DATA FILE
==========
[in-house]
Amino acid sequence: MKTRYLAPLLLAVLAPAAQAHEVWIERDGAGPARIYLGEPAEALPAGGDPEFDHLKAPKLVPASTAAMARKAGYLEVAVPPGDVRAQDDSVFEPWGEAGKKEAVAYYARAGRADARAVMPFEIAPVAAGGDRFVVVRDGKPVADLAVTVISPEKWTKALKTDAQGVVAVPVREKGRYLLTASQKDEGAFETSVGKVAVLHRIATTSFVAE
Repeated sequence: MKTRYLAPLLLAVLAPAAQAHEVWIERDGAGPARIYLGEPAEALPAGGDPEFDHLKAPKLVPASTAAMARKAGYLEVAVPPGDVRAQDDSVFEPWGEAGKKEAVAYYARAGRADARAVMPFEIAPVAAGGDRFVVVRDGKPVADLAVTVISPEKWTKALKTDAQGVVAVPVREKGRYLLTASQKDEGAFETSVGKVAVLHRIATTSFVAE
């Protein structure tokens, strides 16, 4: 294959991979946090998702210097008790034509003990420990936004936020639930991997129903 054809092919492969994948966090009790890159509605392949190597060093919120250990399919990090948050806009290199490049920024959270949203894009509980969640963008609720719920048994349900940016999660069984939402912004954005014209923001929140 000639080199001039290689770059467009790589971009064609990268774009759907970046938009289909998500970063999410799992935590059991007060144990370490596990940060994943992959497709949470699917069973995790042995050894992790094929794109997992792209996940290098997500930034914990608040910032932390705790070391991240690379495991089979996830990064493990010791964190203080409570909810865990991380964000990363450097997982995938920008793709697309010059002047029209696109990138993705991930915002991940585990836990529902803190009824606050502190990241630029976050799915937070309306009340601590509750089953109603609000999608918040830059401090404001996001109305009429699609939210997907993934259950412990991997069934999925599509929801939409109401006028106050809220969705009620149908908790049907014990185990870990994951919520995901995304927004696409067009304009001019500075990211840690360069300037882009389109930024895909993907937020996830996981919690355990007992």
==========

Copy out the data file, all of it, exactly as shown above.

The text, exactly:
[in-house]
Amino acid sequence: MKTRYLAPLLLAVLAPAAQAHEVWIERDGAGPARIYLGEPAEALPAGGDPEFDHLKAPKLVPASTAAMARKAGYLEVAVPPGDVRAQDDSVFEPWGEAGKKEAVAYYARAGRADARAVMPFEIAPVAAGGDRFVVVRDGKPVADLAVTVISPEKWTKALKTDAQGVVAVPVREKGRYLLTASQKDEGAFETSVGKVAVLHRIATTSFVAE
Repeated sequence: MKTRYLAPLLLAVLAPAAQAHEVWIERDGAGPARIYLGEPAEALPAGGDPEFDHLKAPKLVPASTAAMARKAGYLEVAVPPGDVRAQDDSVFEPWGEAGKKEAVAYYARAGRADARAVMPFEIAPVAAGGDRFVVVRDGKPVADLAVTVISPEKWTKALKTDAQGVVAVPVREKGRYLLTASQKDEGAFETSVGKVAVLHRIATTSFVAE
């Protein structure tokens, strides 16, 4: 294959991979946090998702210097008790034509003990420990936004936020639930991997129903 054809092919492969994948966090009790890159509605392949190597060093919120250990399919990090948050806009290199490049920024959270949203894009509980969640963008609720719920048994349900940016999660069984939402912004954005014209923001929140 000639080199001039290689770059467009790589971009064609990268774009759907970046938009289909998500970063999410799992935590059991007060144990370490596990940060994943992959497709949470699917069973995790042995050894992790094929794109997992792209996940290098997500930034914990608040910032932390705790070391991240690379495991089979996830990064493990010791964190203080409570909810865990991380964000990363450097997982995938920008793709697309010059002047029209696109990138993705991930915002991940585990836990529902803190009824606050502190990241630029976050799915937070309306009340601590509750089953109603609000999608918040830059401090404001996001109305009429699609939210997907993934259950412990991997069934999925599509929801939409109401006028106050809220969705009620149908908790049907014990185990870990994951919520995901995304927004696409067009304009001019500075990211840690360069300037882009389109930024895909993907937020996830996981919690355990007992």